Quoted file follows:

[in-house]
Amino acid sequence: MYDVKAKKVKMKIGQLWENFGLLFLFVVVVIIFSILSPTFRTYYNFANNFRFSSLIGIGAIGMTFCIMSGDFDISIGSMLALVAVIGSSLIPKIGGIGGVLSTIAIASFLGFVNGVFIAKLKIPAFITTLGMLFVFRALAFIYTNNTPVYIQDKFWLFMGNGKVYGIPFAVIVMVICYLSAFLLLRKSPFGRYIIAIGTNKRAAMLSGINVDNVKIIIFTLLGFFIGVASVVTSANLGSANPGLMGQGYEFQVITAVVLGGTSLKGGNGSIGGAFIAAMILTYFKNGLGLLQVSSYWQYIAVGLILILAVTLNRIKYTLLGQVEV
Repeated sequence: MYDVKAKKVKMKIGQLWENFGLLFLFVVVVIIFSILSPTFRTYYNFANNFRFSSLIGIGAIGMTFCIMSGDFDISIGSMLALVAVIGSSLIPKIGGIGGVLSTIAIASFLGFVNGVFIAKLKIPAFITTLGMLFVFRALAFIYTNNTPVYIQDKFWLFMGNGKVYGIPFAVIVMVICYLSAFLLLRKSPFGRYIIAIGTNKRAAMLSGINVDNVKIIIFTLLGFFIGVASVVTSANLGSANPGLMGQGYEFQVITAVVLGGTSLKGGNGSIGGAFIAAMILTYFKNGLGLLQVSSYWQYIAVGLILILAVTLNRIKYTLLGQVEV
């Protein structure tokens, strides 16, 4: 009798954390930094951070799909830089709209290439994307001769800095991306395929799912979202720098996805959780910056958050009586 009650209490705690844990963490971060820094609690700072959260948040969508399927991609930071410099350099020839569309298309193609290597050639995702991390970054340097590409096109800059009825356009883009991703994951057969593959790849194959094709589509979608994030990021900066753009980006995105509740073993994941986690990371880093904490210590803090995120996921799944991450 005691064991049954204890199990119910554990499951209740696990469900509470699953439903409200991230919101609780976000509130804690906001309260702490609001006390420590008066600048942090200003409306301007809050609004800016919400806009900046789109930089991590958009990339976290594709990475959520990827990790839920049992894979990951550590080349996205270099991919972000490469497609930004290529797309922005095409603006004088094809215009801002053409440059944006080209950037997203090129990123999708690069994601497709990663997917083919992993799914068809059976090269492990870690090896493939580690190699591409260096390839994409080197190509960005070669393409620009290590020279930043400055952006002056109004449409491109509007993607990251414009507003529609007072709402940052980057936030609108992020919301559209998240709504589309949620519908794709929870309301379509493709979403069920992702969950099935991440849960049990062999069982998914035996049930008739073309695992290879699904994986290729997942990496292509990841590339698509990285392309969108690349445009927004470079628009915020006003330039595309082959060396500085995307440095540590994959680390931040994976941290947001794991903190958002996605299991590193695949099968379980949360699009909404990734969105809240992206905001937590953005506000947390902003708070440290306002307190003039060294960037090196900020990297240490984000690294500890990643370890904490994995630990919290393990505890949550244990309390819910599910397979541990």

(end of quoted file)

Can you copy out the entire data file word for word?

[in-house]
Amino acid sequence: MYDVKAKKVKMKIGQLWENFGLLFLFVVVVIIFSILSPTFRTYYNFANNFRFSSLIGIGAIGMTFCIMSGDFDISIGSMLALVAVIGSSLIPKIGGIGGVLSTIAIASFLGFVNGVFIAKLKIPAFITTLGMLFVFRALAFIYTNNTPVYIQDKFWLFMGNGKVYGIPFAVIVMVICYLSAFLLLRKSPFGRYIIAIGTNKRAAMLSGINVDNVKIIIFTLLGFFIGVASVVTSANLGSANPGLMGQGYEFQVITAVVLGGTSLKGGNGSIGGAFIAAMILTYFKNGLGLLQVSSYWQYIAVGLILILAVTLNRIKYTLLGQVEV
Repeated sequence: MYDVKAKKVKMKIGQLWENFGLLFLFVVVVIIFSILSPTFRTYYNFANNFRFSSLIGIGAIGMTFCIMSGDFDISIGSMLALVAVIGSSLIPKIGGIGGVLSTIAIASFLGFVNGVFIAKLKIPAFITTLGMLFVFRALAFIYTNNTPVYIQDKFWLFMGNGKVYGIPFAVIVMVICYLSAFLLLRKSPFGRYIIAIGTNKRAAMLSGINVDNVKIIIFTLLGFFIGVASVVTSANLGSANPGLMGQGYEFQVITAVVLGGTSLKGGNGSIGGAFIAAMILTYFKNGLGLLQVSSYWQYIAVGLILILAVTLNRIKYTLLGQVEV
């Protein structure tokens, strides 16, 4: 009798954390930094951070799909830089709209290439994307001769800095991306395929799912979202720098996805959780910056958050009586 009650209490705690844990963490971060820094609690700072959260948040969508399927991609930071410099350099020839569309298309193609290597050639995702991390970054340097590409096109800059009825356009883009991703994951057969593959790849194959094709589509979608994030990021900066753009980006995105509740073993994941986690990371880093904490210590803090995120996921799944991450 005691064991049954204890199990119910554990499951209740696990469900509470699953439903409200991230919101609780976000509130804690906001309260702490609001006390420590008066600048942090200003409306301007809050609004800016919400806009900046789109930089991590958009990339976290594709990475959520990827990790839920049992894979990951550590080349996205270099991919972000490469497609930004290529797309922005095409603006004088094809215009801002053409440059944006080209950037997203090129990123999708690069994601497709990663997917083919992993799914068809059976090269492990870690090896493939580690190699591409260096390839994409080197190509960005070669393409620009290590020279930043400055952006002056109004449409491109509007993607990251414009507003529609007072709402940052980057936030609108992020919301559209998240709504589309949620519908794709929870309301379509493709979403069920992702969950099935991440849960049990062999069982998914035996049930008739073309695992290879699904994986290729997942990496292509990841590339698509990285392309969108690349445009927004470079628009915020006003330039595309082959060396500085995307440095540590994959680390931040994976941290947001794991903190958002996605299991590193695949099968379980949360699009909404990734969105809240992206905001937590953005506000947390902003708070440290306002307190003039060294960037090196900020990297240490984000690294500890990643370890904490994995630990919290393990505890949550244990309390819910599910397979541990």